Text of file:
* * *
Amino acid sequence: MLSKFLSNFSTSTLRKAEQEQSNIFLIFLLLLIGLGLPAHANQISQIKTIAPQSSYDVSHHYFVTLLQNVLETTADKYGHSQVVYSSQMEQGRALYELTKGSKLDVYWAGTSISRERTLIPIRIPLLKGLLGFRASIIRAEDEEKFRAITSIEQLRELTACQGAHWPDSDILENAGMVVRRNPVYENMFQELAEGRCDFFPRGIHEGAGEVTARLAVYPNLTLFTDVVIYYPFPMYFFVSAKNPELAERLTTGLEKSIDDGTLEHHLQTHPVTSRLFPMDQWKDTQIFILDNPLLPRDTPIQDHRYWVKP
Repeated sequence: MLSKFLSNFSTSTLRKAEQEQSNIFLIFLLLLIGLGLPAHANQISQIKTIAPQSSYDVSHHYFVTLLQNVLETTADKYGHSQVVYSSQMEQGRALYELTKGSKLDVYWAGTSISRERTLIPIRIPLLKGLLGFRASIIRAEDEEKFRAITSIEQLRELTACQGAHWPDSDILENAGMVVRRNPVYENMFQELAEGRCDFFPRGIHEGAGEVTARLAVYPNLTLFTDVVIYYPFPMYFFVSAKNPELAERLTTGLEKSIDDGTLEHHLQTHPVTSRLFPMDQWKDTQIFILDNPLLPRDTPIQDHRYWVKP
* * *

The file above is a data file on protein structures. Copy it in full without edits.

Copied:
Amino acid sequence: MLSKFLSNFSTSTLRKAEQEQSNIFLIFLLLLIGLGLPAHANQISQIKTIAPQSSYDVSHHYFVTLLQNVLETTADKYGHSQVVYSSQMEQGRALYELTKGSKLDVYWAGTSISRERTLIPIRIPLLKGLLGFRASIIRAEDEEKFRAITSIEQLRELTACQGAHWPDSDILENAGMVVRRNPVYENMFQELAEGRCDFFPRGIHEGAGEVTARLAVYPNLTLFTDVVIYYPFPMYFFVSAKNPELAERLTTGLEKSIDDGTLEHHLQTHPVTSRLFPMDQWKDTQIFILDNPLLPRDTPIQDHRYWVKP
Repeated sequence: MLSKFLSNFSTSTLRKAEQEQSNIFLIFLLLLIGLGLPAHANQISQIKTIAPQSSYDVSHHYFVTLLQNVLETTADKYGHSQVVYSSQMEQGRALYELTKGSKLDVYWAGTSISRERTLIPIRIPLLKGLLGFRASIIRAEDEEKFRAITSIEQLRELTACQGAHWPDSDILENAGMVVRRNPVYENMFQELAEGRCDFFPRGIHEGAGEVTARLAVYPNLTLFTDVVIYYPFPMYFFVSAKNPELAERLTTGLEKSIDDGTLEHHLQTHPVTSRLFPMDQWKDTQIFILDNPLLPRDTPIQDHRYWVKP